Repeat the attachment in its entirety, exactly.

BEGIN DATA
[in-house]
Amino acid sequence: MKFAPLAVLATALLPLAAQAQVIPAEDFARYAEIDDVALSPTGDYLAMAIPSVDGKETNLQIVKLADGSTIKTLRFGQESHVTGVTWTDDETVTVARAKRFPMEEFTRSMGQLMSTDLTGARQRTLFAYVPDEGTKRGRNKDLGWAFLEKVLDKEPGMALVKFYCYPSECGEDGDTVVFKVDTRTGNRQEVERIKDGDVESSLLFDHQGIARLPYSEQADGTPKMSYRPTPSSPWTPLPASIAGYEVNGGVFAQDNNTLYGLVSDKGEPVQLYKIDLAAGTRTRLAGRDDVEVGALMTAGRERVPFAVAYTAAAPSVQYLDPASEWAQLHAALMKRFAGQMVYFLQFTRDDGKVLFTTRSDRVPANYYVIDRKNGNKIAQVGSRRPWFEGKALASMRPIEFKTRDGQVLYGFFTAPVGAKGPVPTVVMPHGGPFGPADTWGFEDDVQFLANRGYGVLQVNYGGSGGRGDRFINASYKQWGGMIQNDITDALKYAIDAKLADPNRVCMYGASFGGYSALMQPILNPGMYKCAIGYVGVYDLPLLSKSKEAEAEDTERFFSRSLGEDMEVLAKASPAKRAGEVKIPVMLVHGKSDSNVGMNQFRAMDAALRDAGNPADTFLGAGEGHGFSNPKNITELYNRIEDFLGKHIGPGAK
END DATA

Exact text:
[in-house]
Amino acid sequence: MKFAPLAVLATALLPLAAQAQVIPAEDFARYAEIDDVALSPTGDYLAMAIPSVDGKETNLQIVKLADGSTIKTLRFGQESHVTGVTWTDDETVTVARAKRFPMEEFTRSMGQLMSTDLTGARQRTLFAYVPDEGTKRGRNKDLGWAFLEKVLDKEPGMALVKFYCYPSECGEDGDTVVFKVDTRTGNRQEVERIKDGDVESSLLFDHQGIARLPYSEQADGTPKMSYRPTPSSPWTPLPASIAGYEVNGGVFAQDNNTLYGLVSDKGEPVQLYKIDLAAGTRTRLAGRDDVEVGALMTAGRERVPFAVAYTAAAPSVQYLDPASEWAQLHAALMKRFAGQMVYFLQFTRDDGKVLFTTRSDRVPANYYVIDRKNGNKIAQVGSRRPWFEGKALASMRPIEFKTRDGQVLYGFFTAPVGAKGPVPTVVMPHGGPFGPADTWGFEDDVQFLANRGYGVLQVNYGGSGGRGDRFINASYKQWGGMIQNDITDALKYAIDAKLADPNRVCMYGASFGGYSALMQPILNPGMYKCAIGYVGVYDLPLLSKSKEAEAEDTERFFSRSLGEDMEVLAKASPAKRAGEVKIPVMLVHGKSDSNVGMNQFRAMDAALRDAGNPADTFLGAGEGHGFSNPKNITELYNRIEDFLGKHIGPGAK